In This Article Expand or collapse the "in this article" section Education

  • Introduction
  • Reference Works
  • Bibliographies
  • Literacy and Reading
  • Female Education
  • Male Education
  • The Governess
  • Public School Literature
  • The Education of Working-Class Children
  • Working-Class Adult Education
  • Adolescent Education
  • Religious Education
  • Juvenile Delinquency, Crime, and Punishment
  • Education and Imperialism
  • Infant Education
  • Higher Education
  • Prominent Victorian Writers on Education

Victorian Literature Education
Jenny Holt
  • LAST REVIEWED: 31 May 2019
  • LAST MODIFIED: 24 April 2012
  • DOI: 10.1093/obo/9780199799558-0014


In many ways the history of education goes hand in hand with the history of literacy and the history of reading. For this reason most works that deal with Victorian education are relevant to some extent to scholars of literature, with the majority containing at least some reference to the relationship between education and literature. This bibliography therefore aims to help scholars navigate the vast amount of information available in the field of Victorian education, by recommending a selection of key texts. Although nowadays education is often seen primarily in terms of formal education in schools, colleges, and universities, the word “education” also of course covers much more than just the tutoring or schooling of the student. In a broad sense it includes self-cultivation; autodidacticism; education by means of magazines and newspapers; education through didactic fiction; socialization; and moral, religious, and spiritual development—activities that can take place in a variety of spheres. Indeed, much Victorian education was undertaken not at school but in the home, with a sizable number of Victorian children educated by parents, tutors, or governesses, and some commentators viewed the idea of school with considerable suspicion. It was not until the 1870 Education Act in England that local education boards were established with the aim of providing education for those who, for financial, religious, or social reasons, were unable to attend the schools that were established by the private sector or the church. Only in 1880 did schooling become compulsory for children aged between five and ten. However, as is shown in Vincent 1993 (cited under The Education of Working-Class Children), literacy rates were improving even before state education was established (p. 54). Spurred on by the possibilities that literacy provided in terms of furthering careers, social communication, and leisure, many working-class families and communities took the initiative to educate themselves, taking advantage of ragged schools, charity schools, church schools, and Sunday schools when they could. Education also of course consisted of adults educating themselves, educating each other, and even being educated by children (like Joe in Charles Dickens’s Great Expectations). It is vital therefore that a bibliography on Victorian literature and education should avoid framing these topics solely in terms of top-down initiatives devised by social elites to educate the young and that it should instead take into account the many kinds of educational and literary experiences that existed in this era. The scope of this bibliography ranges from literary criticism that focuses on well-known fictional works that deal directly with the subject of education (such as the governess novel, typified by Charlotte Brontë’s Jane Eyre) and school stories (such as Thomas Hughes’s Tom Brown’s Schooldays) to scholarly work on textbooks, magazines, autobiographies, and juvenilia. The section Literacy and Reading has been included, because the issue of learning how to read and write is so central to the production of literature. Most of the works detailed in this article will be of use to advanced scholars and postgraduate students as well as to more ambitious undergraduate students who want to focus on a theme in depth. However, some basic introductory works that may be useful more generally for undergraduates and those new to the field have been included and are indicated as such. I would also urge readers to search in fields that might not be directly related to their own, because many scholarly works have relevance in more than one field.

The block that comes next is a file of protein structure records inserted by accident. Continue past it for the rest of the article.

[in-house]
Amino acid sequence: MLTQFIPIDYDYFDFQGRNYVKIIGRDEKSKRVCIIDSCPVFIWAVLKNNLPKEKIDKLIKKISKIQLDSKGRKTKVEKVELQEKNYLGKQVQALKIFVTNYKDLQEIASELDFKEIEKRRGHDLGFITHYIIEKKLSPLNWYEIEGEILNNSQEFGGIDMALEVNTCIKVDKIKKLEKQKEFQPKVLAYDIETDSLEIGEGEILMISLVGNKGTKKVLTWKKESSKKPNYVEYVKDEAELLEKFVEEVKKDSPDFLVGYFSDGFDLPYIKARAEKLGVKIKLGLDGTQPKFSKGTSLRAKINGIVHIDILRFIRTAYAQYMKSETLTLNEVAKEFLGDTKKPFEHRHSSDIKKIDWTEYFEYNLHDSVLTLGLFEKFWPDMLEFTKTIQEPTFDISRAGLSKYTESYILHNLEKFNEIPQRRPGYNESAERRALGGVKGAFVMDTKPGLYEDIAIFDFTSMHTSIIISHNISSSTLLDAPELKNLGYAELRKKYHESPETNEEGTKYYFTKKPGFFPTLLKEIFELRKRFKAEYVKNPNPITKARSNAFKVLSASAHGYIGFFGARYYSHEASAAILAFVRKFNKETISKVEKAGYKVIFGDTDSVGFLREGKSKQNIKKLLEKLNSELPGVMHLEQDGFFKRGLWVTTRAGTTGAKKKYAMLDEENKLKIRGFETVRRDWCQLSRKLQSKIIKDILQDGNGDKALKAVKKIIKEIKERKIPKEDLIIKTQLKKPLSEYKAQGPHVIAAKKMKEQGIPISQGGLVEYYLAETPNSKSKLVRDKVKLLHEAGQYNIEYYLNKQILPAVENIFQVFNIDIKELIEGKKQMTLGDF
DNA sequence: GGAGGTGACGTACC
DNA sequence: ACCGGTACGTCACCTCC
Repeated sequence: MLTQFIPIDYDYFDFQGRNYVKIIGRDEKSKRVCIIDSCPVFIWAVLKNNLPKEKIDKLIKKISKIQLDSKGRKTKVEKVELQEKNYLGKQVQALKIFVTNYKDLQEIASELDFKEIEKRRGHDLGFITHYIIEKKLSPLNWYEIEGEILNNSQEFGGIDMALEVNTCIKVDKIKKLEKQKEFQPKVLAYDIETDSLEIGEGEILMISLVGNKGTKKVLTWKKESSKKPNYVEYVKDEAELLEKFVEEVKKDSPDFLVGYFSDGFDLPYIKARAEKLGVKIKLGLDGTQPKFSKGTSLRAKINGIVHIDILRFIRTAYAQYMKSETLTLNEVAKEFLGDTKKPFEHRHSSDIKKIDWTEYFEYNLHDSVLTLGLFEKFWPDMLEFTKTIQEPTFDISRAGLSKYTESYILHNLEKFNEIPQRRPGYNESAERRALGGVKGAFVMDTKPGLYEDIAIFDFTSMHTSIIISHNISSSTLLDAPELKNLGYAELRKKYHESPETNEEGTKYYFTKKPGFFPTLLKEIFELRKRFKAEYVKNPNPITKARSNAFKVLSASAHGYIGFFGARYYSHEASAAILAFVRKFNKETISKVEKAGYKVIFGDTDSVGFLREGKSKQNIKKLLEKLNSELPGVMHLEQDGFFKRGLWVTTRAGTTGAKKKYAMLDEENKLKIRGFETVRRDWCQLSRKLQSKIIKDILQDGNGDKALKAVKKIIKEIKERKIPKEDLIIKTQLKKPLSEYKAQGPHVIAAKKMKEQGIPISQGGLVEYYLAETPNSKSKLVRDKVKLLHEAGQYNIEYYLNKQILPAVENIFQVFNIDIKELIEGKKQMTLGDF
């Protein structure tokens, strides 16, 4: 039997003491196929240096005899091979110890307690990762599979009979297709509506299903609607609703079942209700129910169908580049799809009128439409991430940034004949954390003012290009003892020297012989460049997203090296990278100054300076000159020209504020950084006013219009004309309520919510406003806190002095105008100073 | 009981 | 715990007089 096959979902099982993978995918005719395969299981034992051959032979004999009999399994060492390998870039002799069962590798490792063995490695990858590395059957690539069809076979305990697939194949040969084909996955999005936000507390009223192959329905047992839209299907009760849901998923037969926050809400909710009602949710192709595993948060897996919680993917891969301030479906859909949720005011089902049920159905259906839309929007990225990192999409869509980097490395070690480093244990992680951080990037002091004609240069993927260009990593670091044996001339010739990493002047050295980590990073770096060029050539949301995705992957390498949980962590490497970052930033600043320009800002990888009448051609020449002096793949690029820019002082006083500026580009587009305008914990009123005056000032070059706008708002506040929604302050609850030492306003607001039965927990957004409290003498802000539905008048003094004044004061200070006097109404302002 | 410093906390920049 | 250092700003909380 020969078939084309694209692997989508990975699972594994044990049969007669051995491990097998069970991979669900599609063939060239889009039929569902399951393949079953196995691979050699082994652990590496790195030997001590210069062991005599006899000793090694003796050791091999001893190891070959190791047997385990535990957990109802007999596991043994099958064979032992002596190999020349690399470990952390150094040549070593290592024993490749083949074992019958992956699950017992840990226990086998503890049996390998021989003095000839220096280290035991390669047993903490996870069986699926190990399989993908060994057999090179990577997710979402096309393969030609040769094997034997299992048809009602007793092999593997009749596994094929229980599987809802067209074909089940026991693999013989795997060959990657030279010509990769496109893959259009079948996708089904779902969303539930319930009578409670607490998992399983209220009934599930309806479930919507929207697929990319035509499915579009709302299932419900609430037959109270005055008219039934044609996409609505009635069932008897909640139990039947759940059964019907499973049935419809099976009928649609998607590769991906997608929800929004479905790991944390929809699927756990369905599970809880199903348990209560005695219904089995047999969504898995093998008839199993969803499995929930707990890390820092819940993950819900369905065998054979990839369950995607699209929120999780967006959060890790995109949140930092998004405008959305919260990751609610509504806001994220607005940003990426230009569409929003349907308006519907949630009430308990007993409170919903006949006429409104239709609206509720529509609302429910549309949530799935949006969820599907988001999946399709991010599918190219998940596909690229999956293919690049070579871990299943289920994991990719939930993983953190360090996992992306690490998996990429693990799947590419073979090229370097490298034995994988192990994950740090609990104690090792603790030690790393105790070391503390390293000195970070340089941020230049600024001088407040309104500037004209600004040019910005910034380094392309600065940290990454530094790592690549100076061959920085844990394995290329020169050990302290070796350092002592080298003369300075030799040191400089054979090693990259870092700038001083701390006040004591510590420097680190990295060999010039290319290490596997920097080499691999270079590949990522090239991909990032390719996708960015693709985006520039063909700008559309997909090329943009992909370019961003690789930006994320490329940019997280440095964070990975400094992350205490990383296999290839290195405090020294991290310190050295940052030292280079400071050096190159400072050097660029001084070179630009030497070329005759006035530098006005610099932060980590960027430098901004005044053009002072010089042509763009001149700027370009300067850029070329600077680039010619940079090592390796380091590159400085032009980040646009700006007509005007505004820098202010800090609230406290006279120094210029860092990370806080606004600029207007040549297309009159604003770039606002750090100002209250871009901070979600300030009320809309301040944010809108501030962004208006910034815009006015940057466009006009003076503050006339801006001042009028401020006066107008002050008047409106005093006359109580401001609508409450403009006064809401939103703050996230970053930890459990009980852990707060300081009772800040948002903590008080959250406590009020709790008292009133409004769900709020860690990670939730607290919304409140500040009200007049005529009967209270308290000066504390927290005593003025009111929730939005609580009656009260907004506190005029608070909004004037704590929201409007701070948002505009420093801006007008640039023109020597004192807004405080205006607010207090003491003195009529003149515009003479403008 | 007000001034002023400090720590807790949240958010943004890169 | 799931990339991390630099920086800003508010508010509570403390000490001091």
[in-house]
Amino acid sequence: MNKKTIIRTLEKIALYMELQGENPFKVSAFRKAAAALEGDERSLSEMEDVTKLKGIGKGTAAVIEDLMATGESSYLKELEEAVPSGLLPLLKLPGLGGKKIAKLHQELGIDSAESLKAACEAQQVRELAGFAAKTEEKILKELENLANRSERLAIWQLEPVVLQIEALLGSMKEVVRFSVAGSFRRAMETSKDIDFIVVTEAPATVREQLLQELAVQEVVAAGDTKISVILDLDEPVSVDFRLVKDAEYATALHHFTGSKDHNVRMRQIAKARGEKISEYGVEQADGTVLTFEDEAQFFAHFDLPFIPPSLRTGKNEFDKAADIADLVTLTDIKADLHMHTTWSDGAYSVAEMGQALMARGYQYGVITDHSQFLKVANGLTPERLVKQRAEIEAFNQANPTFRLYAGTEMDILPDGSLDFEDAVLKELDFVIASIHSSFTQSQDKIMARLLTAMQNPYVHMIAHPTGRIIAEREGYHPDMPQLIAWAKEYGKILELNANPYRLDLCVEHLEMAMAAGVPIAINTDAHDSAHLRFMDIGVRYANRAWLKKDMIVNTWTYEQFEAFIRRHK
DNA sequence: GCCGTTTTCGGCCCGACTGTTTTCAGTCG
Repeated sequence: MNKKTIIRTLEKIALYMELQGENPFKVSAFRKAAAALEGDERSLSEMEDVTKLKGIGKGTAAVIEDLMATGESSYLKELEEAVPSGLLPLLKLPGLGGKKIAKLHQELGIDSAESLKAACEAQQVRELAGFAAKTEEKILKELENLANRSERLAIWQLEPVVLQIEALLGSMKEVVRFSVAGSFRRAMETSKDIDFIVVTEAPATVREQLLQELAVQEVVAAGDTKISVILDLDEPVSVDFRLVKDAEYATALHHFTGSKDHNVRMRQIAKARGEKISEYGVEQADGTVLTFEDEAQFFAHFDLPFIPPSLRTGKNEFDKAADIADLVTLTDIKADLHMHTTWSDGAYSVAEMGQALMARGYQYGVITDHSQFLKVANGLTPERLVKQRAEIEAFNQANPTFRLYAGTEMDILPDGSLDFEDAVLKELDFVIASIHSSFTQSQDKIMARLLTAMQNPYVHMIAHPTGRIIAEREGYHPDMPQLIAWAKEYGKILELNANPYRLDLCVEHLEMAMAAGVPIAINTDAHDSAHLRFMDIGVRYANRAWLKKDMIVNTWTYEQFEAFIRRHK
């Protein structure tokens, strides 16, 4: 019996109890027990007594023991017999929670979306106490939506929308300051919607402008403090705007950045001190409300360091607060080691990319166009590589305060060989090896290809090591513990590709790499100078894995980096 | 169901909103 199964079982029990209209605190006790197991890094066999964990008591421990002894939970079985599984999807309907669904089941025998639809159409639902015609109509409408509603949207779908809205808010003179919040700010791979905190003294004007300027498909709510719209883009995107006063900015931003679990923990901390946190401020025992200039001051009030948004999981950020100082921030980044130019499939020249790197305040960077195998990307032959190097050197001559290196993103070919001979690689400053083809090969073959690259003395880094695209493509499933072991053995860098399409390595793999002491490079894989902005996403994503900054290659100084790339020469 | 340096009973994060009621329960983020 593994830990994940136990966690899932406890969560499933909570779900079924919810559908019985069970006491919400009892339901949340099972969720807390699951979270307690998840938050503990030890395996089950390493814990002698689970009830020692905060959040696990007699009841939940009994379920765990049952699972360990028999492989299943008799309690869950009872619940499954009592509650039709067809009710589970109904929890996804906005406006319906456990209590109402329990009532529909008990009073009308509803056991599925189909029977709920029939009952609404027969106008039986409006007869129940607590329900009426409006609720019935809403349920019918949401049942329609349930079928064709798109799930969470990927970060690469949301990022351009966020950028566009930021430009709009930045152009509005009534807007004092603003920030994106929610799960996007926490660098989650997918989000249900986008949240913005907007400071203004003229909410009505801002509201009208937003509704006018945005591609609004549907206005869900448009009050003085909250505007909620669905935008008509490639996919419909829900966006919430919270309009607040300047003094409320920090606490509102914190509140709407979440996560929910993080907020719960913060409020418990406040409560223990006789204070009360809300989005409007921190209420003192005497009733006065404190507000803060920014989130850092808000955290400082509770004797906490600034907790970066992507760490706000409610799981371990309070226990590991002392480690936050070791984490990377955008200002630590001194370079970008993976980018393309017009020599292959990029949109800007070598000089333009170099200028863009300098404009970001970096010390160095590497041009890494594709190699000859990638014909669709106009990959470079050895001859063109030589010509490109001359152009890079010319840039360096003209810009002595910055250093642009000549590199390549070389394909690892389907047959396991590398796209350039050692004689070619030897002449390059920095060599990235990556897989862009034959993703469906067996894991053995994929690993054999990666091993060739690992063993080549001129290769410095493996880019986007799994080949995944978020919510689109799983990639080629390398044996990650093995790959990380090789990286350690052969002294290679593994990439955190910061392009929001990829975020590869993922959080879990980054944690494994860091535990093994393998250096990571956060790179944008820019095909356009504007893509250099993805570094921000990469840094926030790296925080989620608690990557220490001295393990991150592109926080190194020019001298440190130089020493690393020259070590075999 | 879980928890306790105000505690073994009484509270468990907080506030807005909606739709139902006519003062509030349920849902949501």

General Overviews

Because education is such a broad field, this section has been divided into three parts. The section Literature and Formal Education lists some useful texts that bring together the disciplines of literary criticism and educational history in an informative and comprehensive way. The History of Education section contains references to works that should be of use to nonspecialists in education who need basic background information. Studies on Childhood aims to point readers toward research that will provide them with a good grasp of recent work on historical ideas of the child, which are essential to understanding modern critical approaches to literature and education.

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